>>>>> parameters makes it impossible for the compiler to distinguish 
>>>>> between a method invocation and a property access on a untyped 
>>>>> value. This seems to me to require a complete rethink of how GPath 
>>>>> works.
>>>>
>>>> We need to clarify this. The tests in the TCK right now assume that 
>>>> parens are required to disambiguate between a property and a 
>>>> method. i.e.
>>>>
>>>> collection.size
>>>>
>>>> would work, but if you had a size() method and a size property, 
>>>> you'd have to use
>>>>
>>>> collection.size()
>>>>
>>>> to explicitly use the method
>>>>
>>>
>>> Yes but when you have untyped variables or dynamic behaviour the 
>>> compiler can't tell what collection.size is. So we have a semantic 
>>> difference in the interpretation of x.size depending on whether x is 
>>> typed or not.
>>
>> No - its nothing to do with typed/untyped. Whatever the type of 
>> collection, the expression has the same AST & will use the same 
>> resolution mechanism. But I think size() has to have a different AST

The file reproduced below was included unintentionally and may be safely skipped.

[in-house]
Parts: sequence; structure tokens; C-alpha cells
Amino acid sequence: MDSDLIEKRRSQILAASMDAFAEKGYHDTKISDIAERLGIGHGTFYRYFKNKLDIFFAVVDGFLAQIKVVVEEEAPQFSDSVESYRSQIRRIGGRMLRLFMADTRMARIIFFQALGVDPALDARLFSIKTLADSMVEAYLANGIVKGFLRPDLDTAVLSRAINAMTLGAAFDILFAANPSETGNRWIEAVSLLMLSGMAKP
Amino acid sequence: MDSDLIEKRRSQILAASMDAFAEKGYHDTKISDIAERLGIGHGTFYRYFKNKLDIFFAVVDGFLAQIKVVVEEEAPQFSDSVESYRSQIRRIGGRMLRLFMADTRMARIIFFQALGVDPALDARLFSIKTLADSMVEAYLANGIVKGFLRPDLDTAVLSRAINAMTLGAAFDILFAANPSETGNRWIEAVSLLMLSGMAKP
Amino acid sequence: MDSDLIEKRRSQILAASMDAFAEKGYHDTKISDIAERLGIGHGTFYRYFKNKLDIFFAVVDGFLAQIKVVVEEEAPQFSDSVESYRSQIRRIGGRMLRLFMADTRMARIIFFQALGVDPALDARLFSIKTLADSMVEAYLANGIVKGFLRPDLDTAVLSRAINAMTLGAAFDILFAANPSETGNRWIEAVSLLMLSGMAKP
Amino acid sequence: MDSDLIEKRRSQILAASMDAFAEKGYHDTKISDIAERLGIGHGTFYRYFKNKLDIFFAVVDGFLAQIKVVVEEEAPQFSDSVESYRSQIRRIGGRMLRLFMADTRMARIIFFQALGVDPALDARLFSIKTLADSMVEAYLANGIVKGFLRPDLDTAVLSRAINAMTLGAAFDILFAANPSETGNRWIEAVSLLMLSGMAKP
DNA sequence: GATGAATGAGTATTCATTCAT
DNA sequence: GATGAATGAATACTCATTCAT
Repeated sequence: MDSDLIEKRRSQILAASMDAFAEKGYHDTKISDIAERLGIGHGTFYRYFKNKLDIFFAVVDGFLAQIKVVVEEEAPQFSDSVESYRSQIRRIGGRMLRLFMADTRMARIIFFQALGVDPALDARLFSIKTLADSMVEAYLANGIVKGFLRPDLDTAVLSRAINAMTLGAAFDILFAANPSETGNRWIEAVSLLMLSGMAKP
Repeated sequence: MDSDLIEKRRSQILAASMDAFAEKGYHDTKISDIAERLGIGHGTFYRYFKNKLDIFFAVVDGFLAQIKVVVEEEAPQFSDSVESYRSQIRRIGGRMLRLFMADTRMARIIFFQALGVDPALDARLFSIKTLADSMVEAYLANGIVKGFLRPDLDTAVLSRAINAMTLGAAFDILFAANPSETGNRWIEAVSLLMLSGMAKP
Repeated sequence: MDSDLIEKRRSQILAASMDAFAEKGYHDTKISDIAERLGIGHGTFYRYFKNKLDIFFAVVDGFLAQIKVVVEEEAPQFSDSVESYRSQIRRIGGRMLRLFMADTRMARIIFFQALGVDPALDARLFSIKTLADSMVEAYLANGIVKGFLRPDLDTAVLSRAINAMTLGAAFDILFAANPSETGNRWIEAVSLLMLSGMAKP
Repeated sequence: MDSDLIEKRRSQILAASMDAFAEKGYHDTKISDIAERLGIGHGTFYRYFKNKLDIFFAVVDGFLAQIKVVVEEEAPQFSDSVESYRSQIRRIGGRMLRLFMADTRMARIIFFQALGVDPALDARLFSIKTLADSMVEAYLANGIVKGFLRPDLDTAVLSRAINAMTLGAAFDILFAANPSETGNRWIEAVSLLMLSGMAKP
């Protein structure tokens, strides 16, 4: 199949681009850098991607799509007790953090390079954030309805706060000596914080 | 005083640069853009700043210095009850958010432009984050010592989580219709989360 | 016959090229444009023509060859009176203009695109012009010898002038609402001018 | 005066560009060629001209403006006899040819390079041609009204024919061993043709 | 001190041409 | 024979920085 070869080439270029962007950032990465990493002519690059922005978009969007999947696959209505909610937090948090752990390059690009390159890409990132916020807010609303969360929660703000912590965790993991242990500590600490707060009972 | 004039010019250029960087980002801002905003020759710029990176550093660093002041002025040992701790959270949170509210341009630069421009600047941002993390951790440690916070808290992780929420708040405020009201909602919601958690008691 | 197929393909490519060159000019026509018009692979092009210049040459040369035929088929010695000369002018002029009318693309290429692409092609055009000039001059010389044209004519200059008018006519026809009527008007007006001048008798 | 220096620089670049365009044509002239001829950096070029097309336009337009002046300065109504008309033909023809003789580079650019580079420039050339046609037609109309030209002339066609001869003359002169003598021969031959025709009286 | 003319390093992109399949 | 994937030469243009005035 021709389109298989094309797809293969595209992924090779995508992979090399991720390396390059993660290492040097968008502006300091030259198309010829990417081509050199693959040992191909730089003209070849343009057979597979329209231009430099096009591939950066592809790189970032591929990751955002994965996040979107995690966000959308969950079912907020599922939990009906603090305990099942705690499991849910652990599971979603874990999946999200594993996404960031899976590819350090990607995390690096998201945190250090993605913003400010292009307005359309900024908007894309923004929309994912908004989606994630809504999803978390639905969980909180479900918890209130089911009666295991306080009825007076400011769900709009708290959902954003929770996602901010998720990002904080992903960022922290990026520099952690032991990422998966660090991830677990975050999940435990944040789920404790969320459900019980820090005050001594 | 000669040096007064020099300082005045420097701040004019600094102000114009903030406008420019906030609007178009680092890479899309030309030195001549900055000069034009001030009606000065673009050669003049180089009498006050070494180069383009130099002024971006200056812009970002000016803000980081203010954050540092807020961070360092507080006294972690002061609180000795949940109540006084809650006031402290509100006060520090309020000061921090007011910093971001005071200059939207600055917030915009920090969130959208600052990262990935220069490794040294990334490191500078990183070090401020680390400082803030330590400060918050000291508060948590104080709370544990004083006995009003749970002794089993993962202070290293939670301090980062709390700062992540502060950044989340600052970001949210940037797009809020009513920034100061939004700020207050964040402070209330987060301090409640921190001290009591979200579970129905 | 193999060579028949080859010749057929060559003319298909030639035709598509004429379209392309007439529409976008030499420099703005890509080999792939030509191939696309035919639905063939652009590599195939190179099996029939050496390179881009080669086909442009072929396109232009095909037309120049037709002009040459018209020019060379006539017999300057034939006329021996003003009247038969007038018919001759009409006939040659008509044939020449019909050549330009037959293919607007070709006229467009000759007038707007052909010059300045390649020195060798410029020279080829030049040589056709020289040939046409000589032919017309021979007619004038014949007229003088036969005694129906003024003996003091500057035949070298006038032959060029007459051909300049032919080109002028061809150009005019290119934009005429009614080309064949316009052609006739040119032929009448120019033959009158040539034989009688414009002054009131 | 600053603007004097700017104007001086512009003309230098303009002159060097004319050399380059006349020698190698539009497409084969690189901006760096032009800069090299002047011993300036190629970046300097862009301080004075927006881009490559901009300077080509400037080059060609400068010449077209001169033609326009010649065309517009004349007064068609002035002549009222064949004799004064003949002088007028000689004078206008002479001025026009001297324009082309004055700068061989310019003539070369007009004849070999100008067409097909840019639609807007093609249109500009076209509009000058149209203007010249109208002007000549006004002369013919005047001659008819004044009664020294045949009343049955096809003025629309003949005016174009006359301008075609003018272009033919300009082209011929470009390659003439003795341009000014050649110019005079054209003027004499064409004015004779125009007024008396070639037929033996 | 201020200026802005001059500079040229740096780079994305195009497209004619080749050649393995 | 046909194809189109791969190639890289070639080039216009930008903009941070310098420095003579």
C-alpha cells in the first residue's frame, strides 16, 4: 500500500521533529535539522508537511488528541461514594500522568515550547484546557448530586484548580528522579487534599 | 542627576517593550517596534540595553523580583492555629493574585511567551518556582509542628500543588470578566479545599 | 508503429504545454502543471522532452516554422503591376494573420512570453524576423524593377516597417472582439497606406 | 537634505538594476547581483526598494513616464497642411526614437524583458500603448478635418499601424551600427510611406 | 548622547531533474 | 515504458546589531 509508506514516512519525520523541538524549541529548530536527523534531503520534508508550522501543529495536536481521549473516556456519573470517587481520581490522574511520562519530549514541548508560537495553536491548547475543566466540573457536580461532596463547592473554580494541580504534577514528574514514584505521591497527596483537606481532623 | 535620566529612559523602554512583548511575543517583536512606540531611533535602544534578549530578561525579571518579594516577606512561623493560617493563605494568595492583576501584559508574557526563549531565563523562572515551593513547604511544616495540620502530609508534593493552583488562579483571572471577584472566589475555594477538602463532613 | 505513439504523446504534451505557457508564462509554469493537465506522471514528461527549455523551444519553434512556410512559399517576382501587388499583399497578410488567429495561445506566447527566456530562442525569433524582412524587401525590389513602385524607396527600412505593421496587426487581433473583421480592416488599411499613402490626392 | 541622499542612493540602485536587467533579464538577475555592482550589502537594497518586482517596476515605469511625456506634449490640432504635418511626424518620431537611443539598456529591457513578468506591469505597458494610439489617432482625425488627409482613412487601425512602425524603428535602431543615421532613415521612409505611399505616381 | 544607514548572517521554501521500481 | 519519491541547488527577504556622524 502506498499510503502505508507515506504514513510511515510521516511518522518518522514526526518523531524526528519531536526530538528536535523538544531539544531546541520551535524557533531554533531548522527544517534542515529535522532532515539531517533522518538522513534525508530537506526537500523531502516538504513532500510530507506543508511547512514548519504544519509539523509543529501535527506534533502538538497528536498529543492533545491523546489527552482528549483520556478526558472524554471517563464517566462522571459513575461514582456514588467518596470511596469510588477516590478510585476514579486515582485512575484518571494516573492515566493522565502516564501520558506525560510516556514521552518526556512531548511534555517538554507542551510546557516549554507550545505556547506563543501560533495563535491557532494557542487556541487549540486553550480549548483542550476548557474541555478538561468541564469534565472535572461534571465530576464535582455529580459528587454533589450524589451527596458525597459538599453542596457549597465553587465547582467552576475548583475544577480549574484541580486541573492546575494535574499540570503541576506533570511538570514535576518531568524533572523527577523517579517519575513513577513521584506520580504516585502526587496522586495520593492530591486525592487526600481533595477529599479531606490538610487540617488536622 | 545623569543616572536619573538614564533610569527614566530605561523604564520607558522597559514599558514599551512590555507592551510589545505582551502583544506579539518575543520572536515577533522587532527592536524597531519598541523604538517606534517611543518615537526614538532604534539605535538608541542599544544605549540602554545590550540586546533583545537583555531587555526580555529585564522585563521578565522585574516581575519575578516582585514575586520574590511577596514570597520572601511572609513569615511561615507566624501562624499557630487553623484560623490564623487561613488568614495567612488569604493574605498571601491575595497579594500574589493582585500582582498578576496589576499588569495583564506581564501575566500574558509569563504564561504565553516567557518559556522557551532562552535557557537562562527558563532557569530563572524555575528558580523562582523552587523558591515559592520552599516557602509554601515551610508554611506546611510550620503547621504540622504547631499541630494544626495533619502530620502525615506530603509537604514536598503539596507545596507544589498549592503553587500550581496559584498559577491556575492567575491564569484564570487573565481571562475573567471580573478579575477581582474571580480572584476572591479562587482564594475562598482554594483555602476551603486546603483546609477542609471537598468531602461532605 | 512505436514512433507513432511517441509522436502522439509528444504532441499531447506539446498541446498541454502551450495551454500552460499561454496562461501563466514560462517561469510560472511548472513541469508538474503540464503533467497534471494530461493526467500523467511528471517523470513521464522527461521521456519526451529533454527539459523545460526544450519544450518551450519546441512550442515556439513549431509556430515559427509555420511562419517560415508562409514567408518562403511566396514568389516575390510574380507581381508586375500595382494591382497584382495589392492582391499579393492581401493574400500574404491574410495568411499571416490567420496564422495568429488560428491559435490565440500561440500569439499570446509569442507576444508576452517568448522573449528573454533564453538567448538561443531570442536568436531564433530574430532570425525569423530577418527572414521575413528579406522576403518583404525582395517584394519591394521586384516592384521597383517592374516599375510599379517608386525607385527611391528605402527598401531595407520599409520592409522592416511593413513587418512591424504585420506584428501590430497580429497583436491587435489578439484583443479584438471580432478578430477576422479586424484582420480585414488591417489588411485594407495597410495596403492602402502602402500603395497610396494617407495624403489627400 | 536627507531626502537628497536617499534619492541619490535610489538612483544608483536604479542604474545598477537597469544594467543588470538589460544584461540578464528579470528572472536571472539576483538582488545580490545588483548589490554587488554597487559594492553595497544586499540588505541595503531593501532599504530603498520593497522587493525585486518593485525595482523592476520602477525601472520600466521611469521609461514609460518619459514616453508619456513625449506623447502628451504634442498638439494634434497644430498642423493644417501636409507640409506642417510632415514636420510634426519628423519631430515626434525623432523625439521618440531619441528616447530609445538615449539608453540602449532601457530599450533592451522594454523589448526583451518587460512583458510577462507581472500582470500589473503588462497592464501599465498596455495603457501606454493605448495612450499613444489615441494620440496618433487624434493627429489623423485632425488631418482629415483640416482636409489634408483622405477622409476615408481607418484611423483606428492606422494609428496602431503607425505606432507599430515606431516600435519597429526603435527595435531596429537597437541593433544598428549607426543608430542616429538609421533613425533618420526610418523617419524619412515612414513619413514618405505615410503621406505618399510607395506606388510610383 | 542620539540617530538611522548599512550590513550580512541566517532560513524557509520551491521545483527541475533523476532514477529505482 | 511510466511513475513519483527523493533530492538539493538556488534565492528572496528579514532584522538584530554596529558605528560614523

>> to size to allow disambiguation between bean properties and methods 
>> with zero args. We should discuss this on the JSR list - there's a 
>> test in the TCK for this, we might wanna refine the semantics though
>
> Let me give you a concrete example:
>
> X is a class which has a public method int size()
>
> Y is a subclass of X with a public property called size of type int
>
> for (X a in [new X(), new Y()] {
> 	r = a.size
> }
>
> presumably the size method is called both times round the loop?

No, It would evaluate the 'size' property on both types, its up to the 
type to decide on how to implement that via its MetaClass. If a class 
has no 'size' property, it'd default to the size() method if applicable 
or produce an error. We can check with the MetaClass at compile time 
and generate compile time warnings if using static typing to catch more 
user errors.

> def b = new Y()
>
> r = b.size
>
> presumably the size property is accessed?

Yes

> If the answer to the first question is no then the runtime has to do 
> refection magic to determine what to do even though a is statically 
> typed.

Yes, we still use the MetaClass to decide what methods/properties are 
available. If the MetaClass decides, it could punt and defer until 
runtime (e.g. if the class implements some magic dynamic interface to 
do things like dynamic property resolution, or dynamic method proxying 
or something).

> This seems to contradict your statements on statically dispatching 
> method calls on statically typed variables.

No it doesn't.

>>
>>>>> 3/ Various Perl like variable decorators are being introduced in 
>>>>> an attempt to disambiguate cases introduced by the language 
>>>>> changes.
>>>>